i'm very interested that this was brought up. it seems to me that kids get the rough end of the pineapple in many things, including language. orphan seems to be being (is that a tense - please tell me!) replaced with sentences like "his parents have died", or even more oblique ones "he lives with his grandparents. but i think, with all respect to your situation, michaelo, it's not as common these days for both parents to die and leave children.
using the word orphan would seem to be a lead in to a sweeping saga, and perhaps there were so many of these, and too many parodies like G and S, that milked its pathos for effect, that the word can't be used without those connotations any more.
a junior high school boy killed himself in japan this week (not before writing "help" in english on the phone message pad at home). his principal suggested he was easily bullied and seemed not to take it seriously.
i really believe that children are one of the groups yet to be liberated. we use animal sounding words for them: kid, ankle biter; whereas words like bird, bunny are clearly seen as derogatory for women, pillow biter an insult to gays. adults think "kid" is cute, but no children like to be called that.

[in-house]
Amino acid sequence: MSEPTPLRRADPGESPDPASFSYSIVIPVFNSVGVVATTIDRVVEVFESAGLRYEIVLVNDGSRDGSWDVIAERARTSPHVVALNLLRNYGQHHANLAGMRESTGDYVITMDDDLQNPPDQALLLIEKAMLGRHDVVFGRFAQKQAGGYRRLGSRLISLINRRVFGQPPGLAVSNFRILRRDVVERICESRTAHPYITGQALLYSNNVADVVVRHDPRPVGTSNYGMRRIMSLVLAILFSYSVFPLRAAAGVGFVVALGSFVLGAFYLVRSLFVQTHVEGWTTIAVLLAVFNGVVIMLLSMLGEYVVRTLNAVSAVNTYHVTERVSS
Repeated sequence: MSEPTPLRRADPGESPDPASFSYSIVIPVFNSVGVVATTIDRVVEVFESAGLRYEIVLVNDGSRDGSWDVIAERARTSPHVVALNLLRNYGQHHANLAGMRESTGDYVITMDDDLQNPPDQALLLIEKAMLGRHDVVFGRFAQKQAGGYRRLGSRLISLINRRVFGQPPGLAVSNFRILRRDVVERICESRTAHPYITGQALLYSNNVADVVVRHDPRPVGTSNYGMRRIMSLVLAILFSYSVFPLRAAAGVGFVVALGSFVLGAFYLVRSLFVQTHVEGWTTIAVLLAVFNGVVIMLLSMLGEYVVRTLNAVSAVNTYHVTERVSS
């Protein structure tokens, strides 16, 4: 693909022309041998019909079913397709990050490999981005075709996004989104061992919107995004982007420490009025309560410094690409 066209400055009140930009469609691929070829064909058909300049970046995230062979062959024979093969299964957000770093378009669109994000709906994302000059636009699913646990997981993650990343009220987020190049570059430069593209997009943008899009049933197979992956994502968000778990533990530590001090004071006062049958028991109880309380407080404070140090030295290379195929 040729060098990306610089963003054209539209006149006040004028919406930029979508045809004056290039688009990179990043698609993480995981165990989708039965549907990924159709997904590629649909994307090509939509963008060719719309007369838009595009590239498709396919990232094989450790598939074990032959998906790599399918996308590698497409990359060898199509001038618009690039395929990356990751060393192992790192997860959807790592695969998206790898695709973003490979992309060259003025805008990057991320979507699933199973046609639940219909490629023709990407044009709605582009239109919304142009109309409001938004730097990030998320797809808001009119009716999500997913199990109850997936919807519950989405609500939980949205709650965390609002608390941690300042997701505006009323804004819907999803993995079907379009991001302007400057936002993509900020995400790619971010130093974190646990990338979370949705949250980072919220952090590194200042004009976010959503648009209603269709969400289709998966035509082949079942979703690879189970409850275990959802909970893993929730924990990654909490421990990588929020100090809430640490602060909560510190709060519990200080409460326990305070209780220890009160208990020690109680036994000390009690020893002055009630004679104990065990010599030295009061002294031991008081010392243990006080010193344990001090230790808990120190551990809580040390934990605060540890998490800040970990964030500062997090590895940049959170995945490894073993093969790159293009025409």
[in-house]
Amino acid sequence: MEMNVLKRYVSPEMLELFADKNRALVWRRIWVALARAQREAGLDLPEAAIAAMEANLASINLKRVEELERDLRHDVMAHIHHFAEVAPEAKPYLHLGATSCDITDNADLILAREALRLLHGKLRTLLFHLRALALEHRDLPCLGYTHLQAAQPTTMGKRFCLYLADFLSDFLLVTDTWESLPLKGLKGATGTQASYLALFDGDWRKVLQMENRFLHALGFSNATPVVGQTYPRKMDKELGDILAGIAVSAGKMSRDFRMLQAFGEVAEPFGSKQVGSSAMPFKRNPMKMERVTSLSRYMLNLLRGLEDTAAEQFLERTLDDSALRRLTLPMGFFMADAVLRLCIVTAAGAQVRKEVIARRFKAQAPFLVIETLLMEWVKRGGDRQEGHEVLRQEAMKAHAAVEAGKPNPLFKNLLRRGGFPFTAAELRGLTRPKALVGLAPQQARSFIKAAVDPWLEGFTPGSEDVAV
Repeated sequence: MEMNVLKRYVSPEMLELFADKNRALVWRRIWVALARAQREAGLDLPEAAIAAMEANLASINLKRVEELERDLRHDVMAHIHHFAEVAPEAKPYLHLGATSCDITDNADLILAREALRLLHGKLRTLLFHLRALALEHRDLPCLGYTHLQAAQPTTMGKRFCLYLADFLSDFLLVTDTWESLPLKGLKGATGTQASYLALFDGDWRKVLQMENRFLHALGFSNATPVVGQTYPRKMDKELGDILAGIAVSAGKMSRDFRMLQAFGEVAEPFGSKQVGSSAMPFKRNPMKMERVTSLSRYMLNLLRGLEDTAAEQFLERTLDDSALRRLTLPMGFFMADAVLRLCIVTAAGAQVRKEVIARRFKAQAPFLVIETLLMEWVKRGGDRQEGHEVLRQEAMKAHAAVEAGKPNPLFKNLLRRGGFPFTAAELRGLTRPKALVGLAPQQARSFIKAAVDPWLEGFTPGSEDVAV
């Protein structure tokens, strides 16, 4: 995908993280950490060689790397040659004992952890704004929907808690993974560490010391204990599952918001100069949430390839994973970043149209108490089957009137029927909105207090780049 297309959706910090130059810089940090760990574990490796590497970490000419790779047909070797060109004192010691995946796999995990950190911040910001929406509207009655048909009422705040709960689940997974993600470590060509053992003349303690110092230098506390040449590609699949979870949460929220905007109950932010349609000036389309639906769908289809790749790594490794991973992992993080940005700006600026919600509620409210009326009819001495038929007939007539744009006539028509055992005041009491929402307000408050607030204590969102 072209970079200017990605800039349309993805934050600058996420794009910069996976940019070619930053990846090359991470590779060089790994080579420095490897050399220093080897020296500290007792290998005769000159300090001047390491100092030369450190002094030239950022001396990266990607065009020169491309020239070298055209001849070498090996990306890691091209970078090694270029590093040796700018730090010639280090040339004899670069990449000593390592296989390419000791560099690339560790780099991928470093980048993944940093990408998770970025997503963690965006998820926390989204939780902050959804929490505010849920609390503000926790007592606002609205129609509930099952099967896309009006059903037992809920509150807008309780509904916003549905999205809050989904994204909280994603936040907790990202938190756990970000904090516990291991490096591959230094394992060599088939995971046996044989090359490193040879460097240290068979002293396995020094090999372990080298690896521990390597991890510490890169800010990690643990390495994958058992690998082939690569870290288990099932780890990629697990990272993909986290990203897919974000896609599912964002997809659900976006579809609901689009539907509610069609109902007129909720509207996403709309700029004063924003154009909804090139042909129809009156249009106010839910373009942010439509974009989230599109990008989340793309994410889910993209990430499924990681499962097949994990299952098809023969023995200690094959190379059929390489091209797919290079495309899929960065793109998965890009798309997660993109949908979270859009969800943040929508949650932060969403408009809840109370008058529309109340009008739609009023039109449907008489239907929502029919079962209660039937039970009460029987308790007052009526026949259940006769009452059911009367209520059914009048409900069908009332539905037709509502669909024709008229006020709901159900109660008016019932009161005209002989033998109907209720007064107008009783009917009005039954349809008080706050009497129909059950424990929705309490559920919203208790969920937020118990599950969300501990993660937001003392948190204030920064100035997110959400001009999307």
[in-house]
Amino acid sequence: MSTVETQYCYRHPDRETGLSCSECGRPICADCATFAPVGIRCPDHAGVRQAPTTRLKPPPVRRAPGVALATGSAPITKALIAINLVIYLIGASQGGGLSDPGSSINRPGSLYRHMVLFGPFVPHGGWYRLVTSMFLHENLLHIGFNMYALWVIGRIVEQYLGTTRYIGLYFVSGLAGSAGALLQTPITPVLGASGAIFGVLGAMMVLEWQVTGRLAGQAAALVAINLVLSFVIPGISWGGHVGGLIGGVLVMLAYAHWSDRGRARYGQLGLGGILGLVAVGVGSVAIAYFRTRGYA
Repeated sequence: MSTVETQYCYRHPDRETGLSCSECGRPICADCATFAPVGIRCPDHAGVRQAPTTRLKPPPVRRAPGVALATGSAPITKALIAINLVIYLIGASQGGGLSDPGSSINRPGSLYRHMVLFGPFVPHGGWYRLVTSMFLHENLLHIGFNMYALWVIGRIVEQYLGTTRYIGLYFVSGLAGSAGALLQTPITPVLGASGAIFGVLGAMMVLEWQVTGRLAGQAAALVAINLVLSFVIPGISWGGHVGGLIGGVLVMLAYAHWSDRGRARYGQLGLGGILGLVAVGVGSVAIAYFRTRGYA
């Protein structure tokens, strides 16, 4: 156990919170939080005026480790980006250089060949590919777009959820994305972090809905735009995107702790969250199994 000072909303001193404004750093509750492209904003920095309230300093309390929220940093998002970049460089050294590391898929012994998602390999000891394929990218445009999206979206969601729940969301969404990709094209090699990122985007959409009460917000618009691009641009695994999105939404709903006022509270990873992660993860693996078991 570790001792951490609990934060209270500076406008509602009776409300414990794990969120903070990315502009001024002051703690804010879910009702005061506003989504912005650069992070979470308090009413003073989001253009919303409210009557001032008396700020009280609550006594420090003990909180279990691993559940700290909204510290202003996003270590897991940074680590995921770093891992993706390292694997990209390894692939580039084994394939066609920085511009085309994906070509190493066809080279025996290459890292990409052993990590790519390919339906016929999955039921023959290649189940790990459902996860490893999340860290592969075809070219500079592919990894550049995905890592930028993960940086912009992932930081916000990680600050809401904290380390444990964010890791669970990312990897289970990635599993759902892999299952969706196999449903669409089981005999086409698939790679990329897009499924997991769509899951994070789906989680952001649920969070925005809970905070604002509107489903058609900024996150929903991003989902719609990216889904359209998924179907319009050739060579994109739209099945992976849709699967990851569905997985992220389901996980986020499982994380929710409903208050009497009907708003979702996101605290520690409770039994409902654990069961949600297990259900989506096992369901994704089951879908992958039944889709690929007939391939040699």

and we silence them with "when you're older" or "you're too young to understand", if they even try to use our own language against us.
not to mention forced congregation in "schools".
words can change but only after attitudes change. in fact words are probably a clear indication of our attitudes.
jackie, since you have some experience in this field, why is it we can still get away with treating children in ways we couldn't treat other people?